In certain yogic breathing exercises, we purse the lips and breathe through the mouth. This way of breathing stimulates the tenth cranial nerve, the vagus nerve, the longest cranial nerve, which goes all the way from the head to the abdomen, stimulating heart, lungs, and digestion. The vagus nerve, when stimulated and refined, brings circulation, respiration, and digestion into synchronicity.

Kissing the lips of another being feels so satisfying because we engage in a moment in which one being’s vagus nerve syncs up with another being’s vagus nerve, creating a moment of physical union. The vagus nerves of two bodies spark simultaneously. Two hearts drum at once. Lungs lift and shift. Digestive dance within two bodies comes to a welcome pause. The link is so gratifying that one kiss can even unite two beings for years or even lifetimes. One kiss united Kya and Tate. And kept them tangled psychologically and spiritually long after their physical bodies endured years of separation.

Kundalini Yoga Master and Maha Tantric Yogi Bhajan once taught the Trikuti Kriya.  In this kriya, we chant the Wahe Guru mantra. When we chant, we focus the sound Wa at the belly, Hey at the heart, and Guru at the lips. On Guru, the lips purse out stimulating the vagus nerve. If the yogi maintains one-pointed focus on the lips while vibrating Guru very powerfully through the lips, then the exercise reveals itself not as a physical exercise but as a sensual and playful act of kissing the Wah Hey Guru mantra. 

If humans think it feels nice to lip kiss each other, well contemplate all the possible pleasure of kissing the Wahe Guru Mantra! Kissing Wahe Guru gives the sensation of kissing infinity, and it continues as an Infinite Kiss. Embracing the Trikuti Kriya as a Sadhana while one reads Where the Crawdads Sing can possibly give exalted pleasures because the tremor in the words and the nerve tremor in the body can collaborate to give a perception that every moment is a divine smooch, a mystical merge with a marsh, and a grand, exalted, salty coupling of wildlife with humanity.

I guess this is what it means to read with the sensibility of a yogi. It means to perceive the story dissolved until it is no longer about Kya and Tate, but about polarities coming into union: reader and writer, wild and tame, boy and girl, past and future, up and down, spring and autumn, hot and cold, literate and illiterate, leaves and roots, modern pubescent physical desire and ancient yogic mystical wisdom, pleasure and pain, on and off, loneliness and companionship, life and death. The totality of polarities included. No polarity left behind…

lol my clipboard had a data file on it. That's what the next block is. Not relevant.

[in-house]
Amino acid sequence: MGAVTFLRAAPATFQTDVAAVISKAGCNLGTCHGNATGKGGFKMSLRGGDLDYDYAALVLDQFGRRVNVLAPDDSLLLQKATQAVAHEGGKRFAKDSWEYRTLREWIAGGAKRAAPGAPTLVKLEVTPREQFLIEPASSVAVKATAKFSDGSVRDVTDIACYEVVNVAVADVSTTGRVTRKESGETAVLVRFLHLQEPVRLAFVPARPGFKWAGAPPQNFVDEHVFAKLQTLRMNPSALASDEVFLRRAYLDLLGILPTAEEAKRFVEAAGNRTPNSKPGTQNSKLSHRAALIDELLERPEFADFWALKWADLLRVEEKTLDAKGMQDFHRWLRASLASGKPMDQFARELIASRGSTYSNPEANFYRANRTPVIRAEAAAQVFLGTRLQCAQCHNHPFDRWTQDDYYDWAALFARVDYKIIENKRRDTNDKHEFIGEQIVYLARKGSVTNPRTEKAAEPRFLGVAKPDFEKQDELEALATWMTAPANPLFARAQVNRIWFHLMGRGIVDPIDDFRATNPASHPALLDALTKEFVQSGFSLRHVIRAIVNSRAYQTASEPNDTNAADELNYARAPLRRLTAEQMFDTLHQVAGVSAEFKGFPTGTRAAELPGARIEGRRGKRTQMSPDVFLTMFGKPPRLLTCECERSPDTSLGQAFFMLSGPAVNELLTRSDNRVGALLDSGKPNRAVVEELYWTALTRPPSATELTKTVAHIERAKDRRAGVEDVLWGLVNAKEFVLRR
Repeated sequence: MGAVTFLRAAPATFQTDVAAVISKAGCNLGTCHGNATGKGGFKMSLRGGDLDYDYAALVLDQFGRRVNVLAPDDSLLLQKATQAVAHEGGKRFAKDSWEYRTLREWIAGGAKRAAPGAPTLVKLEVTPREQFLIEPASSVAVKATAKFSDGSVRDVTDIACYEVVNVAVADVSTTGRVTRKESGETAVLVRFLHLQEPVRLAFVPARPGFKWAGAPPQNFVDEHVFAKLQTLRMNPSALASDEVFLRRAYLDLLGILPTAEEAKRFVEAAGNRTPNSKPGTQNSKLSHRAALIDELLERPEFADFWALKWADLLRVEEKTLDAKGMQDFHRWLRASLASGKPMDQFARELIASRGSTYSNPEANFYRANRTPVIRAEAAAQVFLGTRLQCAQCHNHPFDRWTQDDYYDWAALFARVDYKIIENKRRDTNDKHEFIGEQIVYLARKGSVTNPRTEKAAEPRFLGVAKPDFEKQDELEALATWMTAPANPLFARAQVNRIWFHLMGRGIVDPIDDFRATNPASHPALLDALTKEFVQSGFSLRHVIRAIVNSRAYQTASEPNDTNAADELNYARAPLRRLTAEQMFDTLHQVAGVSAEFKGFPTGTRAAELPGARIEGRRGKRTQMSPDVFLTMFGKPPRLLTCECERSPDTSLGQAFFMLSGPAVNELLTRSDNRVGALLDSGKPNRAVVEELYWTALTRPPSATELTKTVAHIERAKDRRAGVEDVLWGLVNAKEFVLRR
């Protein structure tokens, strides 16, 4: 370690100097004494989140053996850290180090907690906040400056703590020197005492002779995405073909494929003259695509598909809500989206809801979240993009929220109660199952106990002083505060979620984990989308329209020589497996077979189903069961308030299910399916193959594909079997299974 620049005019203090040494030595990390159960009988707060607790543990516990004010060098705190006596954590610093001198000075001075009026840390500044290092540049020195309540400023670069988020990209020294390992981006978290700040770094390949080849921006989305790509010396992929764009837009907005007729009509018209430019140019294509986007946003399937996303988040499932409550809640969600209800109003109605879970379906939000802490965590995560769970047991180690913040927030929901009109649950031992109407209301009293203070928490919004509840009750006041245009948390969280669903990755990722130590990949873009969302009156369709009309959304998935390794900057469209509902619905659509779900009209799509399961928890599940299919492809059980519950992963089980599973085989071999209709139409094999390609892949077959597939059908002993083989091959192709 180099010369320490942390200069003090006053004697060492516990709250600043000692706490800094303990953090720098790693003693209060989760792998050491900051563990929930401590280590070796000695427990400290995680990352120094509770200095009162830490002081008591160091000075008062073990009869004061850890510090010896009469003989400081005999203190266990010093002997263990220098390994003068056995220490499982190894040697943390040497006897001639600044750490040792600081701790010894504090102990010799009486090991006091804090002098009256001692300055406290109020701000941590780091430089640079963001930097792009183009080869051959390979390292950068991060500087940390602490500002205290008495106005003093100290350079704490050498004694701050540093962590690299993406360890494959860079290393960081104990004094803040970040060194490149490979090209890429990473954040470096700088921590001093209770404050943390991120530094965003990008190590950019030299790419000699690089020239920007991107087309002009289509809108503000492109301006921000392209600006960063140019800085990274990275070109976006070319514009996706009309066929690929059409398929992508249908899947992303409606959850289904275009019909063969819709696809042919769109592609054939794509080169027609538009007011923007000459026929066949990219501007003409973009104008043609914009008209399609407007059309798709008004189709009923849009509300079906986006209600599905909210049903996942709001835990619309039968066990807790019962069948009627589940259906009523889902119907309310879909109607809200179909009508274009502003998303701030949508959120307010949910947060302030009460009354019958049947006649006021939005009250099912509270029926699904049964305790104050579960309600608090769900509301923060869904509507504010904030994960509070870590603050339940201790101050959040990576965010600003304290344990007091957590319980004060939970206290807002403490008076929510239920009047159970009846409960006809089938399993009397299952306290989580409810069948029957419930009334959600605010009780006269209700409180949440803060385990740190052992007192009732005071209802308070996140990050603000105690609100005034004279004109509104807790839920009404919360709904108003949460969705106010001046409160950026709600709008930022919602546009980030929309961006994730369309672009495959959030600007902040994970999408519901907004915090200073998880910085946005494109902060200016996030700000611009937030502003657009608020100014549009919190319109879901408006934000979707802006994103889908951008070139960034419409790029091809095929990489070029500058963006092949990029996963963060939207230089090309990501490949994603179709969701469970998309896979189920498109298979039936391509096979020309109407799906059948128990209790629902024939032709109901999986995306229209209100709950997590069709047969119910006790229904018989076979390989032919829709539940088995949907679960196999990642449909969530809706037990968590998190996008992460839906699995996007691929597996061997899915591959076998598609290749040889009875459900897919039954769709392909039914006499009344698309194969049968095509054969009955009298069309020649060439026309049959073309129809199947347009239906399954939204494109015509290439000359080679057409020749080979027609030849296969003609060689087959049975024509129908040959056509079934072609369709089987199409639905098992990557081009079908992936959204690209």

All polarities unite that is a state of yoga. Pure and simple union.

May all beings realize the ways reading while breathing through the pursed lips creates unity with the Infinite. May all beings realize the deep pleasure of practicing Yogi Bhajan’s Trikuti Kriya every day as a way to experience Sacred Kiss. And may all beings continue to feel the ecstatic tremor within making out with G.O.D.

Sat Naam!

Cover of Where the Crawdads Sing designed by Meighan Cavanaugh

A Book Review & the Himalayas

The writer in me longs to communicate and reveal conflict; the yogi in me longs to be in silent and be in unity.  My first travels to the Himalayas brought to the surface the tensions between these two dimensions of my being. 

When I journeyed to the Himalayas for a yoga immersion in the Fall 2017, I received a golden opportunity to travel with a master yogi.  My job was to pen down and transcribe his teachings.  My writing journey and my yogic journey finally received an opportunity to merge.

I am generally reserved.  I get to know people intimately before I am ready to share.  When I started to open up to this group of traveling yogis, a deeper conflict vexed me:  back home among my writing friends, no one expressed much enthusiasm for the benefits of the practice or the esoteric dimensions of yogic philosophy that fascinate me; meanwhile, among my yoga friends here bumping around in this old bus on this dangerous road from Chandigarh to Leh, there was no interest in lyrical writing.  No one shared a joy for reading.  So, I got to wondering:  How shall my writing life and yoga life resonate a sense of communion?  If no unity is possible, will the deeper yogic exploration of consciousness compel me to give up writing?  Or, conversely, will the word-lover in me — and my love for literary writing — urge me to abandon yoga practice?